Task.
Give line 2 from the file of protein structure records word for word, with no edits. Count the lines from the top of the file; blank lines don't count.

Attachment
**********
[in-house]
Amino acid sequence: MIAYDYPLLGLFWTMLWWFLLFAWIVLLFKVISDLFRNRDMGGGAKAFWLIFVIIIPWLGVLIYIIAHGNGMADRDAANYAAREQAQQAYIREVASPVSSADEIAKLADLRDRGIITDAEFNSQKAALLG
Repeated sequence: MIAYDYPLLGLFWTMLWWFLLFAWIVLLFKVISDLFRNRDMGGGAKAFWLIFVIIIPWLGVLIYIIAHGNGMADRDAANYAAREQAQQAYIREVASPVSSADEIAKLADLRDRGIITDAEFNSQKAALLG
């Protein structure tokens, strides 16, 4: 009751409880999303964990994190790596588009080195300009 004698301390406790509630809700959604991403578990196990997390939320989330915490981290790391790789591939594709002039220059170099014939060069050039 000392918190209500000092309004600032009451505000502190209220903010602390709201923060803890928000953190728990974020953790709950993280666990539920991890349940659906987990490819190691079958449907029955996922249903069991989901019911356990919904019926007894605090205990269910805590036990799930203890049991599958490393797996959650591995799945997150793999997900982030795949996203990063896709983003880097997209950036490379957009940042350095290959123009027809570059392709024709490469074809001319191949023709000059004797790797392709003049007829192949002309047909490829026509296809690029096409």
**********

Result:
Amino acid sequence: MIAYDYPLLGLFWTMLWWFLLFAWIVLLFKVISDLFRNRDMGGGAKAFWLIFVIIIPWLGVLIYIIAHGNGMADRDAANYAAREQAQQAYIREVASPVSSADEIAKLADLRDRGIITDAEFNSQKAALLG